Bridging the Gap Between Irrigation Financing Supply and Demand in Tanzania

The farms of small and emerging farmers in Tanzania consistently underperform due to the lack of access to technology and financing. In Tanzania, where many small and emerging farmers still practice rainfed agriculture, access to irrigation technologies and financing could be the key that unlocks their farms’ full potential.   

The Kilimanjaro Water Stewardship Platform (KWSP) and the Great Ruaha Restoration Campaign (GRRC), two catchment-level partnerships established with the support of the 2030 WRG Tanzania to catalyze multi-stakeholder solutions to encourage and improve sustainable water use among small and emerging farmers in Tanzania, together identified the need to improve coordination among farmers so that they can better take advantage of existing supply-side solutions.   

Understanding obstacles to financing 

As a follow-up, Tanzania 2030 WRG together with KWSP and GRRC commissioned a study to better understand the irrigation financing needs of small and emerging farmers in Tanzania, as well as the obstacles that prevent them from obtaining such financing.   

The study found that despite strong interest in irrigation financing from the farmers, farmers themselves lack the qualities of a credible investee. They are ill-equipped to conduct comprehensive business planning, identify appropriate sources of finance, prepare compelling financing proposals, and negotiate loan terms.   

Financier constraints 

On the supply-side, the high costs of identifying investment-ready farmers are a key constraint for financiers that want to provide irrigation financing to small and emerging farmers.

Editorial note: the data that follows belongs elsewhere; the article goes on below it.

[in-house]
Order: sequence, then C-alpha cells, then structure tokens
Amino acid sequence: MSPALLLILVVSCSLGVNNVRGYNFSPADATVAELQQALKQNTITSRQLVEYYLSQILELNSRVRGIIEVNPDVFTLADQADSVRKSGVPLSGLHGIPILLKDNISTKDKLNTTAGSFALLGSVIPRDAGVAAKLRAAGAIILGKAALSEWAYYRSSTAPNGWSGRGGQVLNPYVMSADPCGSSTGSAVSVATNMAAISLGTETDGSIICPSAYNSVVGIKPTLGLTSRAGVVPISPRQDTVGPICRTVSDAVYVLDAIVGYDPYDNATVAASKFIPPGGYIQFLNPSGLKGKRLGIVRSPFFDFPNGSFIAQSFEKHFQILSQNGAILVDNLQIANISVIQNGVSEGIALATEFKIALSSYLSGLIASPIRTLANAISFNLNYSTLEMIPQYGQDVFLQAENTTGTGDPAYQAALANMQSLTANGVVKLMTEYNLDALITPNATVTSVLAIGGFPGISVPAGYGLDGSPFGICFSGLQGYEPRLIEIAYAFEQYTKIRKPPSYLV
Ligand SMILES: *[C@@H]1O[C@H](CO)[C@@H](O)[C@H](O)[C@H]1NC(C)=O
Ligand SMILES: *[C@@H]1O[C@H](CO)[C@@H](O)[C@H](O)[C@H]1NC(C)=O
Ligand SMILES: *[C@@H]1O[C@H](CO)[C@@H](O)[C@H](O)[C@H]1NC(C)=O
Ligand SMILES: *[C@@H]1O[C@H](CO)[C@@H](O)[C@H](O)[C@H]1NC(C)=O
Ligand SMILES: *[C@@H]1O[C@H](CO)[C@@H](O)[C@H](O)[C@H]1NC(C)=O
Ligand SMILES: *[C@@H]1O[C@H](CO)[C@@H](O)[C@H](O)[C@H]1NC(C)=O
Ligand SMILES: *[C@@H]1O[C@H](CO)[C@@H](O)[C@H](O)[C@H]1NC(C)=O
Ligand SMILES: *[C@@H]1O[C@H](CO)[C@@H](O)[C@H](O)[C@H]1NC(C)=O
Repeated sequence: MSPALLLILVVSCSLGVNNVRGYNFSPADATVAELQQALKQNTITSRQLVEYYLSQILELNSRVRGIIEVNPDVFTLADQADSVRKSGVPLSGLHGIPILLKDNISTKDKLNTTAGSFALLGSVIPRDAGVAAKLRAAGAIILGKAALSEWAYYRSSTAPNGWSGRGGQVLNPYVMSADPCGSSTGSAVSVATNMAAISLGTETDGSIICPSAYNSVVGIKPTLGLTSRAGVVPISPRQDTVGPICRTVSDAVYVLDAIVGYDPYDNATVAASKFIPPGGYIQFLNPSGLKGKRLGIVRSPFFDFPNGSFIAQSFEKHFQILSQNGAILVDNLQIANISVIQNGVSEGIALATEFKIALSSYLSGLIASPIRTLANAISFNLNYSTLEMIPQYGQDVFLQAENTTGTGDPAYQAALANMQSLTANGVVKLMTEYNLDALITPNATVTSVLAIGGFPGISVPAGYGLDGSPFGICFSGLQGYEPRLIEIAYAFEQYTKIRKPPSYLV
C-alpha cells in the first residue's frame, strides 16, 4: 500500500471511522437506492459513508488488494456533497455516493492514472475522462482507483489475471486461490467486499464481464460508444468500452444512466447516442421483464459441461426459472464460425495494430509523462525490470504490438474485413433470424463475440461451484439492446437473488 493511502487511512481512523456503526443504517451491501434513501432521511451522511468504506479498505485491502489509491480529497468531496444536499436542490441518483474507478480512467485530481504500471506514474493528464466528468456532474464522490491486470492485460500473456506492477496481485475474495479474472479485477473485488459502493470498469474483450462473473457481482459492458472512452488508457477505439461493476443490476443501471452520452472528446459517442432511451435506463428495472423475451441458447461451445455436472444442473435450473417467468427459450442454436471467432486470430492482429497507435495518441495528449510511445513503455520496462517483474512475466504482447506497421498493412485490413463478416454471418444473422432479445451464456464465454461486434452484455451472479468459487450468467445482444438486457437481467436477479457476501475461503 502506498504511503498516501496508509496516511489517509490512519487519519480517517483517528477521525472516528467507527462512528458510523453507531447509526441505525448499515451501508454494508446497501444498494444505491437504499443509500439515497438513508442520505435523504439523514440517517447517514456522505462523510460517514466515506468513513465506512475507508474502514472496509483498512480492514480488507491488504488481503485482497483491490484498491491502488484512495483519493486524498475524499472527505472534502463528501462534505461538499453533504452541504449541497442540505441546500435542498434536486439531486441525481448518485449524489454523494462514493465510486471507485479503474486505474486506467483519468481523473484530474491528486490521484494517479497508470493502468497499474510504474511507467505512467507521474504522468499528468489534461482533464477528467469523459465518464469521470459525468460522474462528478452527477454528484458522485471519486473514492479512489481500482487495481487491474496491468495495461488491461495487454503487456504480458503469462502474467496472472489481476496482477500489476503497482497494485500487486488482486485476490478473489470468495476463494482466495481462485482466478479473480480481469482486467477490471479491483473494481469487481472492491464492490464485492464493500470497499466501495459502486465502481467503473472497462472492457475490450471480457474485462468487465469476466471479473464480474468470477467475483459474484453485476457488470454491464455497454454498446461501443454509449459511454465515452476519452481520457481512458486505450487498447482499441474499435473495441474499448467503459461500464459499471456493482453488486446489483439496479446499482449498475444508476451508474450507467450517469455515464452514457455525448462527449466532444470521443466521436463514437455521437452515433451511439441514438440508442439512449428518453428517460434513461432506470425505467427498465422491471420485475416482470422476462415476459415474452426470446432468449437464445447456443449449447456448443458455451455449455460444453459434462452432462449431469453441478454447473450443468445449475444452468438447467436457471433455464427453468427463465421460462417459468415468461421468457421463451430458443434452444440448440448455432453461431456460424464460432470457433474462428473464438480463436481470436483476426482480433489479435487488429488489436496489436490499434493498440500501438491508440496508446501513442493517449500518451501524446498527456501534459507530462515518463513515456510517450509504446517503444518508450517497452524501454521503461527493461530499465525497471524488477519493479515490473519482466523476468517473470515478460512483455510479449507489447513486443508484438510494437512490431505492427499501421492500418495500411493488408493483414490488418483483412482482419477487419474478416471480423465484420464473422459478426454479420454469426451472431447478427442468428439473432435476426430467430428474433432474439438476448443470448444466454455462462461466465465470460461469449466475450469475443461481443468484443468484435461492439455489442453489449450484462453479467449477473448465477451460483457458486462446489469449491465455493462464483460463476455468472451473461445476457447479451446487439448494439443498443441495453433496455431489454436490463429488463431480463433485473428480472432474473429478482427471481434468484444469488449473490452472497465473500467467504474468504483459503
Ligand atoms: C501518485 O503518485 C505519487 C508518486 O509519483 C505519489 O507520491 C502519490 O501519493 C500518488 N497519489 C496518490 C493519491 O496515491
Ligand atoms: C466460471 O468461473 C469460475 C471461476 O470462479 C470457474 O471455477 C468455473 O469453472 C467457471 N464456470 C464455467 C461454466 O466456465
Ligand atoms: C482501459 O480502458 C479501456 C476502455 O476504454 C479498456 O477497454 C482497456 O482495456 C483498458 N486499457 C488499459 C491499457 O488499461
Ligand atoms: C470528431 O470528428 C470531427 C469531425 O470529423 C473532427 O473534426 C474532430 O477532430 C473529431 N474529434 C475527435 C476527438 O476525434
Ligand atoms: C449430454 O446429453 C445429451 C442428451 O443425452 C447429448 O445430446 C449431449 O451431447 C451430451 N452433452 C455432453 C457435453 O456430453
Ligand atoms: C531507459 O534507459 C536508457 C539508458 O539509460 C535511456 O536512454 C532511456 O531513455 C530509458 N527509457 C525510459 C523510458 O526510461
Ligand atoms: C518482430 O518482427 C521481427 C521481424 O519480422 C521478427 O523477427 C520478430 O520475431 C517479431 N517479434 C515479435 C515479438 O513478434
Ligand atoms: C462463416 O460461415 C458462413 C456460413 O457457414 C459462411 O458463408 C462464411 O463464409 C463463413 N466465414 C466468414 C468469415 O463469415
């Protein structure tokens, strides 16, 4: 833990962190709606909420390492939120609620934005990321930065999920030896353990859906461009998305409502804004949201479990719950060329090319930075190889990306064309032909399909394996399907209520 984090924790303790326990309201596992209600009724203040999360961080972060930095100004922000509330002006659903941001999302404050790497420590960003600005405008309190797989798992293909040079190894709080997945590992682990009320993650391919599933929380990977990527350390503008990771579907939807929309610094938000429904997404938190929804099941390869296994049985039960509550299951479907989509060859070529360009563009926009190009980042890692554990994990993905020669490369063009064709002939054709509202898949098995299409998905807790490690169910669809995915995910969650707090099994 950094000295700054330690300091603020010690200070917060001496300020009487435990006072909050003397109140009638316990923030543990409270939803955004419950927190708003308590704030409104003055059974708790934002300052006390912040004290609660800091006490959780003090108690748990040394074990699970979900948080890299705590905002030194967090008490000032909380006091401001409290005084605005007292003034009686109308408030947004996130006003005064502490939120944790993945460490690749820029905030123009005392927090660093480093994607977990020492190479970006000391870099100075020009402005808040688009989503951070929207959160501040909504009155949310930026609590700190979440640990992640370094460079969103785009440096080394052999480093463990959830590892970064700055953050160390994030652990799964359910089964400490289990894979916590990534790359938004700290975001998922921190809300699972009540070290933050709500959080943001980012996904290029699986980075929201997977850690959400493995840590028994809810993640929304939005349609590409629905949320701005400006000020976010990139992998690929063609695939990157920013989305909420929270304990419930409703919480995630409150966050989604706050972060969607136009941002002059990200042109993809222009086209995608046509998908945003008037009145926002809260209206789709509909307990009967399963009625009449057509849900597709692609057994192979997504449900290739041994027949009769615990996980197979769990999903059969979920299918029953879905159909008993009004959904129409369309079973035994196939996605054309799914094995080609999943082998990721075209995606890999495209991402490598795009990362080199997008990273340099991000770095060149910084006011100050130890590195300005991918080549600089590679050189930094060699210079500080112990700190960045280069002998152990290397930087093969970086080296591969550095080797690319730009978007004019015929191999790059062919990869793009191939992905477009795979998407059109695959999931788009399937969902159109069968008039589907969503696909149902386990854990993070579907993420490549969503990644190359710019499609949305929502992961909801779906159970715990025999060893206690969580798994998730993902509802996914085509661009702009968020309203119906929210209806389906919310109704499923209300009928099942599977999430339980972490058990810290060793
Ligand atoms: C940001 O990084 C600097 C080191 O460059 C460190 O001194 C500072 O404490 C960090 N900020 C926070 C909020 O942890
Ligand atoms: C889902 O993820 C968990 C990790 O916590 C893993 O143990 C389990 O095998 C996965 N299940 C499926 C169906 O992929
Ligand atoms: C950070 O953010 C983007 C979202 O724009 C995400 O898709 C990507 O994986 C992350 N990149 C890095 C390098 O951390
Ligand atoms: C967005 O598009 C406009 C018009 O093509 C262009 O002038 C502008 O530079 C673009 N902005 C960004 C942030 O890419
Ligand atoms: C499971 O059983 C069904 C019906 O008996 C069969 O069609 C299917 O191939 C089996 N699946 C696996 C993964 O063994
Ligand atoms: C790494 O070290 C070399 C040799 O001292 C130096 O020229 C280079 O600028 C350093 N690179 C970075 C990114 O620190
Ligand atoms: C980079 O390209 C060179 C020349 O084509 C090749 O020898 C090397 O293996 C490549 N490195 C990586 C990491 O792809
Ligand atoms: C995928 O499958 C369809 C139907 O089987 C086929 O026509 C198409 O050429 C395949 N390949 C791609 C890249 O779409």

The study also found that even when the above-mentioned barriers have been addressed, such investments require a high degree of confidence in the market. A such, strong sales records or offtake agreements with buyers and processors are therefore also needed.   

Align to public sector efforts 

Lastly, any opportunity can only be exploited when critical infrastructure such as bulk water supply, access roads, and power sources are in place. Business development in this sector therefore needs to align to public sector efforts to develop and maintain necessary infrastructure.  

Taken together, these challenges amount to a coordination failure that ultimately prevents smallholder farmers from accessing existing technology and financing.   

To help overcome these barriers the Tanzania 2030 WRG partnership is working together with KWSP and GRRC partnership to develop a portfolio of irrigation projects matching existing financing mechanisms. Among them, a USD $5 million allocation from Tanzania Agricultural Development Bank (TADB) under its Rural Innovation Fund (RIF) program. The project aims to reduce coordination and transaction costs by leveraging 2030 WRG’s extensive network of public and private stakeholders to identify, prioritize, incubate, and package irrigation financing opportunities that meet the requirements of funding sources.  

Increasing productivity and abstracting less water 

The proposed project would incubate 30 irrigation projects, each targeting 100 farmers, over a three-year period. It is expected that farmers reached would increase their productivity by 30 percent while simultaneously decreasing water abstraction by 50 percent.   

The partnership aims to test the model at the sub-national level with the intention of a subsequent national rollout. To that end, it has already kicked off discussions with relevant partners about ways to implement this model within their domains.